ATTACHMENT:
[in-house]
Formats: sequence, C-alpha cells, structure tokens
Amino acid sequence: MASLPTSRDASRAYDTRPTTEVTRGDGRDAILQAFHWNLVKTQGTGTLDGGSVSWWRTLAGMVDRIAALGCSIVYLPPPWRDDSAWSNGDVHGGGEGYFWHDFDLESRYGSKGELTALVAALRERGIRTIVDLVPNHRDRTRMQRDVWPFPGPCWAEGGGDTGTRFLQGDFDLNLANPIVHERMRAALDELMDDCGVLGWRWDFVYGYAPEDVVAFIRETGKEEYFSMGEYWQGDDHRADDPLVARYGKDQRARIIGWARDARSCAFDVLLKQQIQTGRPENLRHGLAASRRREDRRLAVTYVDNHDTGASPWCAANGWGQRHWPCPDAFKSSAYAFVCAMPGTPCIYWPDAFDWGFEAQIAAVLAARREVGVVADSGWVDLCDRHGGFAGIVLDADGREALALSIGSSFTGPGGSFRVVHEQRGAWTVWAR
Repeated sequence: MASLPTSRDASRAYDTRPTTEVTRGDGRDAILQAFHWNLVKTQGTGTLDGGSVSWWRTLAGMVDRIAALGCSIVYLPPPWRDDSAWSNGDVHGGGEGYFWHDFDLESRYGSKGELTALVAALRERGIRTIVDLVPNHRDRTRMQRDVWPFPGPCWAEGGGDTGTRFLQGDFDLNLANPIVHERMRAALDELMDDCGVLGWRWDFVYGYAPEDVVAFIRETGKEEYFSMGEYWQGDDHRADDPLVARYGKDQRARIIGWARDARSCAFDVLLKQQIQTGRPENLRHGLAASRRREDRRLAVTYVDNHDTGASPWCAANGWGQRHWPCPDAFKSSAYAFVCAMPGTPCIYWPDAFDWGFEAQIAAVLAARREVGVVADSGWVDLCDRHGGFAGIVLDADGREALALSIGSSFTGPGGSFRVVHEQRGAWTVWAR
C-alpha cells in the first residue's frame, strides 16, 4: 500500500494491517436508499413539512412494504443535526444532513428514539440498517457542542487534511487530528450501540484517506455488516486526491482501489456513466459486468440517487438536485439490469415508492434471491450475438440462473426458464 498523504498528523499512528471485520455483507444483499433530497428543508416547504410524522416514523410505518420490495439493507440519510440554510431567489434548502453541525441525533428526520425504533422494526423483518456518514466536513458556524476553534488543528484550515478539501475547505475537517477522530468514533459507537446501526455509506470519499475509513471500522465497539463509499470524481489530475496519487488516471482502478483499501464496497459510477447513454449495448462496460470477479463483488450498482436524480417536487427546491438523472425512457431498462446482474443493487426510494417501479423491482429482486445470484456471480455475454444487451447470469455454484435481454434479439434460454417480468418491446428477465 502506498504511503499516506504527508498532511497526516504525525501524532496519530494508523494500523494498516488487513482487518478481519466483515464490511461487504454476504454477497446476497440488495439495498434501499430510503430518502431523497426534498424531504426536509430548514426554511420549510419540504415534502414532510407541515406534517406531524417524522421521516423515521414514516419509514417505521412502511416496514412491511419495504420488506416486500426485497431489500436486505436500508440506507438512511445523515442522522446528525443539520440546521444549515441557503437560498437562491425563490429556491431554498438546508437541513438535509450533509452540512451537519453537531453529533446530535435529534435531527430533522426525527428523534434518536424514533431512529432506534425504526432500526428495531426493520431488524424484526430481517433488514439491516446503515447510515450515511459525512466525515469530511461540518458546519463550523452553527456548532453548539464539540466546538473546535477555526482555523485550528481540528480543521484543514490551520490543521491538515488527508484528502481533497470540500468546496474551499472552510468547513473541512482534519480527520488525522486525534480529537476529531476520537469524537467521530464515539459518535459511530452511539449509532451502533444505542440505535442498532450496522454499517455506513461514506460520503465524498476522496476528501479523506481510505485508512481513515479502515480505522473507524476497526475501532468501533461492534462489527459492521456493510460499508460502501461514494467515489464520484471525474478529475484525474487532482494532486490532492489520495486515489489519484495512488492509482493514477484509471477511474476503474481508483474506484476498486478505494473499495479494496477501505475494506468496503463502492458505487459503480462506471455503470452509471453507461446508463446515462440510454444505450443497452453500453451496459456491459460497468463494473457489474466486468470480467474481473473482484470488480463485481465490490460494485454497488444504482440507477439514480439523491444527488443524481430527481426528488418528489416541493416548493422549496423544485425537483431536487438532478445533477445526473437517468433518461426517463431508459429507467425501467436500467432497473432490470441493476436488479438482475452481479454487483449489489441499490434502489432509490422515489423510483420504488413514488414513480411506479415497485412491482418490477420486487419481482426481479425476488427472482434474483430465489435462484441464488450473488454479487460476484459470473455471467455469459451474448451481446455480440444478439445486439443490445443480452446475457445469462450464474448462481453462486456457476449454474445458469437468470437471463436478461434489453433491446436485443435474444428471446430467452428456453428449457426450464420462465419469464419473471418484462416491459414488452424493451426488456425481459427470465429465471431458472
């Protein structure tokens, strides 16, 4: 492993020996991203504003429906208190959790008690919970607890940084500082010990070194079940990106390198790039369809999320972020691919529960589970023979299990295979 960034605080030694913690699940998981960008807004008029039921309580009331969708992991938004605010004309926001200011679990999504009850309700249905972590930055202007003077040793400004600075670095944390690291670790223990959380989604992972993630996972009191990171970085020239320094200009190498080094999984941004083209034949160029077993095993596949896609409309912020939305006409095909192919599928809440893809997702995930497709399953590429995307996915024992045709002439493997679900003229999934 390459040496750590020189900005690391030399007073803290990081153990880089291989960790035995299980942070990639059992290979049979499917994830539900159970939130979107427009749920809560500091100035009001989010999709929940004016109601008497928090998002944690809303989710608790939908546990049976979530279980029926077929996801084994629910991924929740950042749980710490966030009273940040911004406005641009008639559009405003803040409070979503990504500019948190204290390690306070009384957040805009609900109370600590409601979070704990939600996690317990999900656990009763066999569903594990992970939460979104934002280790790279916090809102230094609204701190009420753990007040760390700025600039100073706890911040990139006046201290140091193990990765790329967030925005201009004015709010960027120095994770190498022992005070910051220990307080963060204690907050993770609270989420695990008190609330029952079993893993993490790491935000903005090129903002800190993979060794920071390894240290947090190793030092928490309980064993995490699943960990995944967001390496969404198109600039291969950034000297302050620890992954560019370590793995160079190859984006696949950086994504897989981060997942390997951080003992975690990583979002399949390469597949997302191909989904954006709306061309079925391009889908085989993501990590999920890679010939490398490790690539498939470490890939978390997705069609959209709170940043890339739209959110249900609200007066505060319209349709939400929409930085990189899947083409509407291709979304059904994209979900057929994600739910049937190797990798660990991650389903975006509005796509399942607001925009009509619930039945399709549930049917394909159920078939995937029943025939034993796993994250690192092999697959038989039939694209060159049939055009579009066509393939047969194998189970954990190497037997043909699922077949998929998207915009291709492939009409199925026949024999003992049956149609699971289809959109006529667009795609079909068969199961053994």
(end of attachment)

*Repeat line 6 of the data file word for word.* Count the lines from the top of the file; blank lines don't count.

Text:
């Protein structure tokens, strides 16, 4: 492993020996991203504003429906208190959790008690919970607890940084500082010990070194079940990106390198790039369809999320972020691919529960589970023979299990295979 960034605080030694913690699940998981960008807004008029039921309580009331969708992991938004605010004309926001200011679990999504009850309700249905972590930055202007003077040793400004600075670095944390690291670790223990959380989604992972993630996972009191990171970085020239320094200009190498080094999984941004083209034949160029077993095993596949896609409309912020939305006409095909192919599928809440893809997702995930497709399953590429995307996915024992045709002439493997679900003229999934 390459040496750590020189900005690391030399007073803290990081153990880089291989960790035995299980942070990639059992290979049979499917994830539900159970939130979107427009749920809560500091100035009001989010999709929940004016109601008497928090998002944690809303989710608790939908546990049976979530279980029926077929996801084994629910991924929740950042749980710490966030009273940040911004406005641009008639559009405003803040409070979503990504500019948190204290390690306070009384957040805009609900109370600590409601979070704990939600996690317990999900656990009763066999569903594990992970939460979104934002280790790279916090809102230094609204701190009420753990007040760390700025600039100073706890911040990139006046201290140091193990990765790329967030925005201009004015709010960027120095994770190498022992005070910051220990307080963060204690907050993770609270989420695990008190609330029952079993893993993490790491935000903005090129903002800190993979060794920071390894240290947090190793030092928490309980064993995490699943960990995944967001390496969404198109600039291969950034000297302050620890992954560019370590793995160079190859984006696949950086994504897989981060997942390997951080003992975690990583979002399949390469597949997302191909989904954006709306061309079925391009889908085989993501990590999920890679010939490398490790690539498939470490890939978390997705069609959209709170940043890339739209959110249900609200007066505060319209349709939400929409930085990189899947083409509407291709979304059904994209979900057929994600739910049937190797990798660990991650389903975006509005796509399942607001925009009509619930039945399709549930049917394909159920078939995937029943025939034993796993994250690192092999697959038989039939694209060159049939055009579009066509393939047969194998189970954990190497037997043909699922077949998929998207915009291709492939009409199925026949024999003992049956149609699971289809959109006529667009795609079909068969199961053994």